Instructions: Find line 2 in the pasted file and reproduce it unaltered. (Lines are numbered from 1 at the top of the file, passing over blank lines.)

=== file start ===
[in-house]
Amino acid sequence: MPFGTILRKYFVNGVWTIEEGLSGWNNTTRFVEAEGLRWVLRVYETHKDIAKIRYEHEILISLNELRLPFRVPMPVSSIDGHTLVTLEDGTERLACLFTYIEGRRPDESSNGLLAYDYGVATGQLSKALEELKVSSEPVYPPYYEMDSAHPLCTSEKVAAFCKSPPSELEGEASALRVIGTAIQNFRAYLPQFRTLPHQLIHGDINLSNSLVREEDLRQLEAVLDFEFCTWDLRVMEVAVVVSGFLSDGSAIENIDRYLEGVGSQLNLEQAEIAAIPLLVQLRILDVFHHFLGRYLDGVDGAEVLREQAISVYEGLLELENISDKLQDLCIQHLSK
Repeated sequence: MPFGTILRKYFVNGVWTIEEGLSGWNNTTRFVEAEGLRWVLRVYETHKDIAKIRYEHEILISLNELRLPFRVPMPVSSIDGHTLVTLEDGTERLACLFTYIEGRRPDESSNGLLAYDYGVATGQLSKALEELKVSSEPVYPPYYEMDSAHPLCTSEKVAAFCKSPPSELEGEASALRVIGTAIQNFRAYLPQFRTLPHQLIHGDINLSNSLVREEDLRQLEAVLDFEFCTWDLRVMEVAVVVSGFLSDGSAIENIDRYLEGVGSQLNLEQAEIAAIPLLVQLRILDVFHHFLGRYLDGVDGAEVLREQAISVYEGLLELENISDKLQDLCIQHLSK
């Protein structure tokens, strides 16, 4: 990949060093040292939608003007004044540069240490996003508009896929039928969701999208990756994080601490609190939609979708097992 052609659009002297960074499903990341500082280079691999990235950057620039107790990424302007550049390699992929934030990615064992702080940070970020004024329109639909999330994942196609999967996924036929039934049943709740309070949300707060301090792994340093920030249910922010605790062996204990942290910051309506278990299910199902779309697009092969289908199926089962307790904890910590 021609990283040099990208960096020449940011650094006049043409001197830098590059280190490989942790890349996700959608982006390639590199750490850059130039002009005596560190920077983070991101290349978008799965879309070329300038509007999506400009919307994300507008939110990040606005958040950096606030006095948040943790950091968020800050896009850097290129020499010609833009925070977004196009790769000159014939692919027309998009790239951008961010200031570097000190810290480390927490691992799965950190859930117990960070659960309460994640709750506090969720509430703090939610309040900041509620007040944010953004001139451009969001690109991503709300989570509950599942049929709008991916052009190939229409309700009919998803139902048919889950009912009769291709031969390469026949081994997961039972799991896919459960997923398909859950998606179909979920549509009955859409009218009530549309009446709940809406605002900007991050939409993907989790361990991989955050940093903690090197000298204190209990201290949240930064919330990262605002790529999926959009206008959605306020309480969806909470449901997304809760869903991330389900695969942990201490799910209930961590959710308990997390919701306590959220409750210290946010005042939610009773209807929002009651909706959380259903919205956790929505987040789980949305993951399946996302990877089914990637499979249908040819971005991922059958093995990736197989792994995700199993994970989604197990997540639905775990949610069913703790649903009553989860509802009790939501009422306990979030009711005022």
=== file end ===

Amino acid sequence: MPFGTILRKYFVNGVWTIEEGLSGWNNTTRFVEAEGLRWVLRVYETHKDIAKIRYEHEILISLNELRLPFRVPMPVSSIDGHTLVTLEDGTERLACLFTYIEGRRPDESSNGLLAYDYGVATGQLSKALEELKVSSEPVYPPYYEMDSAHPLCTSEKVAAFCKSPPSELEGEASALRVIGTAIQNFRAYLPQFRTLPHQLIHGDINLSNSLVREEDLRQLEAVLDFEFCTWDLRVMEVAVVVSGFLSDGSAIENIDRYLEGVGSQLNLEQAEIAAIPLLVQLRILDVFHHFLGRYLDGVDGAEVLREQAISVYEGLLELENISDKLQDLCIQHLSK